Monster Hunter Ultimate logo

If you’re the sort of gamer who carries their 3DS around town to pick up StreetPasses (and there are plenty of you out there!) you might have noticed that an awful lot of people are playing something called Monster Hunter 4 Ultimate. While Capcom’s Monster Hunter series has been a huge success in Japan since the release of the first game for the PlayStation 2, it’s only had a cult following here in the US. But with the latest addition to the series, which Capcom reported in April was the first Monster Hunter game to sell more than a million copies outside of Japan, it’s becoming a phenomenon here as well.

But what is it? And is it worth a look, or at the very least a demo download?

There are a few things about Monster Hunter 4 Ultimate – let’s just call it MH4U – that make it an unlikely candidate for the worldwide success of Nintendo-exclusive games like Pokémon or Super Smash Bros. For one, it’s not actually published by Nintendo. The series debuted on the PlayStation, but since the third iteration it’s been a Nintendo-exclusive series, and MH4U is only available on the 3DS. Unlike competitors Sony and Microsoft, third party games have rarely done as well as Nintendo’s own games on their systems.

It’s also not a kid-friendly game, and the most successful 3DS games have hinged on an appeal to both kids and adults. That’s not to say it’s grim or violent or oversexualized – it’s none of those things. The monsters are in the dragons-and-dinosaurs vein, the only violence is red splatter effects when you hit a monster (and the implication that you’re killing these animals and carving them up for parts, but nothing explicit), and there are no plate armor bikinis. There’s a lot that’s cute about it, not least the Palicoes – bipedal cats who serve as your sidekicks when you’re hunting solo. But the art style is realistic. When it’s over-the-top, it’s in a way that exaggerates without being cartoony, like comically large weapons that are still realistically detailed. Not even the Palicoes have the immediate, easily marketable cuteness of a chubby cartoon “monster”.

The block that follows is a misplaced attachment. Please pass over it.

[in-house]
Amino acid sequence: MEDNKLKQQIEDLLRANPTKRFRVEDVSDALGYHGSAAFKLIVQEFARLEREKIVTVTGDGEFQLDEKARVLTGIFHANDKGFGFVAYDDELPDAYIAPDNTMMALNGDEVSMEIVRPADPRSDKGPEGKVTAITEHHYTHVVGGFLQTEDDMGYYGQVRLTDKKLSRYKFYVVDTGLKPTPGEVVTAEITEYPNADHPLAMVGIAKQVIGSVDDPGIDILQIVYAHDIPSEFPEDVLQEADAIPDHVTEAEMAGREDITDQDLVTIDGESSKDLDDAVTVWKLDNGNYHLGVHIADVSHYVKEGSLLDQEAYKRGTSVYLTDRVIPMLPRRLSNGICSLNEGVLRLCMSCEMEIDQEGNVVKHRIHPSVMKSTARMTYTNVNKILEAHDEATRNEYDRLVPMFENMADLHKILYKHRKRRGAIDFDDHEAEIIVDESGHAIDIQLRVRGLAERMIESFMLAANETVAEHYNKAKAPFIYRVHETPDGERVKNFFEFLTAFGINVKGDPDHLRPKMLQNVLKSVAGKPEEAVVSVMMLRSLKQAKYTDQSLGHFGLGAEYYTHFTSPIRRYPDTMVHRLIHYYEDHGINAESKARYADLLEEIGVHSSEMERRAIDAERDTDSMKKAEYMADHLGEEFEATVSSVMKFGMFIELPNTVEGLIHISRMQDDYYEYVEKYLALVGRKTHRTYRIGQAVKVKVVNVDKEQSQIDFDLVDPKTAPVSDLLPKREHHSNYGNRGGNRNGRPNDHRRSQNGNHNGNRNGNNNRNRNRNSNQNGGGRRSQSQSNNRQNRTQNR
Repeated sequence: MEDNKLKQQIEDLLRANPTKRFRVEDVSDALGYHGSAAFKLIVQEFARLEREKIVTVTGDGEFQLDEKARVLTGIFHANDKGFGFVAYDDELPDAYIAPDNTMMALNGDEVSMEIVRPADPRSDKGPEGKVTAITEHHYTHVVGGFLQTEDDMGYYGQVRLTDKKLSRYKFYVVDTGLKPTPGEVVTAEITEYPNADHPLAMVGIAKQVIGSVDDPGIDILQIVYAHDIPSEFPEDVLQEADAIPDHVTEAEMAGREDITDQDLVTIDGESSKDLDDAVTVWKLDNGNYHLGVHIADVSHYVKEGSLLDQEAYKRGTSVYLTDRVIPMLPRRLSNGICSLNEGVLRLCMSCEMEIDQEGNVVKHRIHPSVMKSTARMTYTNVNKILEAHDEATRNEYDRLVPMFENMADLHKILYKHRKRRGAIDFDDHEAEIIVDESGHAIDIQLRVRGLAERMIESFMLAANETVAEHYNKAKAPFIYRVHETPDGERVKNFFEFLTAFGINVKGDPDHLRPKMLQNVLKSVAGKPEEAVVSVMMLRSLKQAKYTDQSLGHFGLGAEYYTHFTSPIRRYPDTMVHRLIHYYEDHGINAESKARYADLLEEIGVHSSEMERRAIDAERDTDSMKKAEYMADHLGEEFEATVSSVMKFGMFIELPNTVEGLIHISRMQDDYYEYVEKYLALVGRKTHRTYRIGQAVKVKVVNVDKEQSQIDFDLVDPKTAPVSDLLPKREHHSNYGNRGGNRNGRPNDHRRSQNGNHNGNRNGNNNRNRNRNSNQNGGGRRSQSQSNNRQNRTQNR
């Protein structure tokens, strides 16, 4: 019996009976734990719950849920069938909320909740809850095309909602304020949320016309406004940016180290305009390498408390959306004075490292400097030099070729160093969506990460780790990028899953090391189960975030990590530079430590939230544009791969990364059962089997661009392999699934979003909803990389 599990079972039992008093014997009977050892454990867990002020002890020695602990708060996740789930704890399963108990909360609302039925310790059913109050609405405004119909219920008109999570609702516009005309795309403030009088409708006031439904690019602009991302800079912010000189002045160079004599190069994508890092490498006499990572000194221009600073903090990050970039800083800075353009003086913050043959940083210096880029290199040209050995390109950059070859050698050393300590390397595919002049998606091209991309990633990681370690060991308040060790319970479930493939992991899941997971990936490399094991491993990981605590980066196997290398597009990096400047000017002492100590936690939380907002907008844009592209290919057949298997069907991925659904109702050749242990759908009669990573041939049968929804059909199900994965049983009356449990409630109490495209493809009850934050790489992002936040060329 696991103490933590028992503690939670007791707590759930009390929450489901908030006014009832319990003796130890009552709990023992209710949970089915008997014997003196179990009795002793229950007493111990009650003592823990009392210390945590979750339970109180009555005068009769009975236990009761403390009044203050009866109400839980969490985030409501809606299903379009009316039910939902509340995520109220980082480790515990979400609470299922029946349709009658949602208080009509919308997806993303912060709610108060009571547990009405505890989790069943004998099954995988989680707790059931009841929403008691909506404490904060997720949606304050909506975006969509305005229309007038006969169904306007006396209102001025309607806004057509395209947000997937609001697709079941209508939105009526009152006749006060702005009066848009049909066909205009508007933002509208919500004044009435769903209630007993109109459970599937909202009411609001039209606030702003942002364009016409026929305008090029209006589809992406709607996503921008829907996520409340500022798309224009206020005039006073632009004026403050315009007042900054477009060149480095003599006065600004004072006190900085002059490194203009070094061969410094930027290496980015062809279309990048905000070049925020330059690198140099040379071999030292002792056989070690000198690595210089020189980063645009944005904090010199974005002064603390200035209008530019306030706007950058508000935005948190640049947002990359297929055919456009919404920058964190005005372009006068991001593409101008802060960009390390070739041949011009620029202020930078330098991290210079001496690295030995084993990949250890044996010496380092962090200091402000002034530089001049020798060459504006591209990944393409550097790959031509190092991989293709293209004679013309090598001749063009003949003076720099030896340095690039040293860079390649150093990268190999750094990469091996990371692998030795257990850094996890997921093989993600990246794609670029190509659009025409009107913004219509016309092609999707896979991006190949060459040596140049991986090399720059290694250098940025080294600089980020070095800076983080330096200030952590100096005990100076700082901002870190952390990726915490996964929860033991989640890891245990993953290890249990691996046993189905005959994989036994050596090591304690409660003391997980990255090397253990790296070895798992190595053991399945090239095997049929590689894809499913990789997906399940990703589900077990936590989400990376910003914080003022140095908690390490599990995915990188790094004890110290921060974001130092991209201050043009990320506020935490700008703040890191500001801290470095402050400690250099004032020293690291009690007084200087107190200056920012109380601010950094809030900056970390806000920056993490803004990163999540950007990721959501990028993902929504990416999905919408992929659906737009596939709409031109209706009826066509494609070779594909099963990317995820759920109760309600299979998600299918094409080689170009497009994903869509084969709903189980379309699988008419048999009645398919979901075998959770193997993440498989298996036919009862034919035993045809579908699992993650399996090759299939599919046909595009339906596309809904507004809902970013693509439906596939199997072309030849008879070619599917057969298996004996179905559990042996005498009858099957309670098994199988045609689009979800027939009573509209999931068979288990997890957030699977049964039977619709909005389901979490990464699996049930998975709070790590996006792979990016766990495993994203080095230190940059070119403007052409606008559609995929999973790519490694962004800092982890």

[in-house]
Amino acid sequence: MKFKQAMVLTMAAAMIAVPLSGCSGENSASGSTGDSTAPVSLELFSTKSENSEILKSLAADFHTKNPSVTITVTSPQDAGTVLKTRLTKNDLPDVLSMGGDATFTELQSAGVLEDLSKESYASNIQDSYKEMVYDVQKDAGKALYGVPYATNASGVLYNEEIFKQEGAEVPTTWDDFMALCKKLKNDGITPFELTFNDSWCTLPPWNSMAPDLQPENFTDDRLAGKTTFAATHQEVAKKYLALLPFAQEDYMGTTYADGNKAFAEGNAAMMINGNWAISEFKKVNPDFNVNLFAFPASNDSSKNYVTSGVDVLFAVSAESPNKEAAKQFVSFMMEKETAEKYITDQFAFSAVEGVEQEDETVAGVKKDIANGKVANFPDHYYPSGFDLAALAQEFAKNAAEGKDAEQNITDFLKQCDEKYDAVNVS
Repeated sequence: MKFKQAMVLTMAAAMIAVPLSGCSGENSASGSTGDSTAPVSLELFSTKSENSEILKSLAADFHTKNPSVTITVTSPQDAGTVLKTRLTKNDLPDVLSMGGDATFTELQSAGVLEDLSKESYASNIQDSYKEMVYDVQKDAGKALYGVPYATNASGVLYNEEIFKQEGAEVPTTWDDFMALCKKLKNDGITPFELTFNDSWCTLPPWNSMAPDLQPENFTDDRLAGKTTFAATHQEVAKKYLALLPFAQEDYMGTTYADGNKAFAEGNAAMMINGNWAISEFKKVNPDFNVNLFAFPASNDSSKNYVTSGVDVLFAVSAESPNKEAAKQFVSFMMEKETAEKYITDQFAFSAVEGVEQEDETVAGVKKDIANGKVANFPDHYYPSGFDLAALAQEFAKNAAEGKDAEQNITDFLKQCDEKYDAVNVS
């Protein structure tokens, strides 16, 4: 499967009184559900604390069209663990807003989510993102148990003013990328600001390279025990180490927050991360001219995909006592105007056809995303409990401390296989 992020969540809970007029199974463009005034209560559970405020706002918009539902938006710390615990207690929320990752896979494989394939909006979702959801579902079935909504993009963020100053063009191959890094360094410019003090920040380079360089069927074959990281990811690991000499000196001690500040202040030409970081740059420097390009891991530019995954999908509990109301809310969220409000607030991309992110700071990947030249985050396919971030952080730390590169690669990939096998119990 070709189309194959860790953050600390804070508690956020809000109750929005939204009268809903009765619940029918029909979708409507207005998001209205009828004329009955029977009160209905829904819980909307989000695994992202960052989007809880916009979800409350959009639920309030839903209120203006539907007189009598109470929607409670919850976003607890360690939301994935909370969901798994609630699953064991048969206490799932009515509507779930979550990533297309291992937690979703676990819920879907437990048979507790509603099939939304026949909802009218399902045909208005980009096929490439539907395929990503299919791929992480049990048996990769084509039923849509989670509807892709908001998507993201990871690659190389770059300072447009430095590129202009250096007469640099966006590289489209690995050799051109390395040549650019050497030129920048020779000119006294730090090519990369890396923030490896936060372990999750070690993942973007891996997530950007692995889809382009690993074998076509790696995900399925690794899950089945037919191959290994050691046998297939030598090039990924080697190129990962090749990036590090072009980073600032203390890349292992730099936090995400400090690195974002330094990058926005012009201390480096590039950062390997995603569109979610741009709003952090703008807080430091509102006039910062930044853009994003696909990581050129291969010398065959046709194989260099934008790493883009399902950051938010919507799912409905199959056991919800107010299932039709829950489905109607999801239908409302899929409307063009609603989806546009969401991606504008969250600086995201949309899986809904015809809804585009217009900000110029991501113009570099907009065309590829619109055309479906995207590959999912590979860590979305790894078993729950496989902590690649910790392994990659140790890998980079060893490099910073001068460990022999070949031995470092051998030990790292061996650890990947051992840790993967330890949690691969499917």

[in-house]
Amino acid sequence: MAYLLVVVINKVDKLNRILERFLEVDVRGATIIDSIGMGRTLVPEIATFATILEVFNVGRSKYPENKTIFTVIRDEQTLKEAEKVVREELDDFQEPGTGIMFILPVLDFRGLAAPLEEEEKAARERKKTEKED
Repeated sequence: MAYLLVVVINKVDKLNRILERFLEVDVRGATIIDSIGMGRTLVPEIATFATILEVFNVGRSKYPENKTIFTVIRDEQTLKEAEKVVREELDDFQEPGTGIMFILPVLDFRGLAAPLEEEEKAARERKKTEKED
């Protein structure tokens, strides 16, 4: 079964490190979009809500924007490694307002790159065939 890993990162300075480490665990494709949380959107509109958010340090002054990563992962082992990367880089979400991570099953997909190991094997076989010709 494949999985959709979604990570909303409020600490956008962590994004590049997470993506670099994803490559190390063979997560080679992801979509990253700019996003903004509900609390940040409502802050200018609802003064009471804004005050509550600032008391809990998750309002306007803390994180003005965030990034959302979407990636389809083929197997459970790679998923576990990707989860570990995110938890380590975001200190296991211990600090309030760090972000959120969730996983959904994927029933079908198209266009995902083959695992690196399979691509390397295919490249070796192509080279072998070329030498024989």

But what really limits its appeal to older players only is the gameplay. MH4U is an unforgiving, stat-heavy game that doesn’t hold your hand. It’s not as hard as the notorious Dark Souls games, but it’s still much harder than your average action RPG, and it may be the biggest challenge you’ll find for the 3DS. It’s a game that requires you to have at the very least a good online reference site or two bookmarked, if not a friend who’s been playing the series for a while. The tutorials give you a chance to try out each of the 12 different weapon types, explain how to do basic things like completing quests, and…that’s about it. It’s a nerd gamer’s game, geared toward people who genuinely enjoy getting into the minutiae of choosing the perfect armor set and spending a day farming the materials to make it, then doing it all again at the next level.

MH4U was clearly designed with the New 3DS in mind, taking full advantage of the faster processer and the new directional nub. Part of what kept the last game in the series so niche in the US was the importance of an add-on called the Circle Pad Pro, which any serious Japanese gamer owned but which only worked on the non-XL 3DS and had to be either imported or ordered through GameStop here. The new controls on the New 3DS mimic the Circle Pad Pro, but more importantly, MH4U’s controls are less dependent on that extra nub than MH3U’s were. The load times are noticeably longer on the older 3DS, and closing the game causes the entire system to go blank for several seconds, but it’s still perfectly playable.

While it might not have Pokémon’s broad appeal, Monster Hunter 4 Ultimate is a fun, rewarding game. The difficulty only makes it that much more of a thrill when you finally take down the Pink Rathian you’ve been throwing yourself at for hours. If you’re looking for a serious gamer’s game for the 3DS there are none better than the Monster Hunter series, and that’s something those of us outside Japan are finally learning.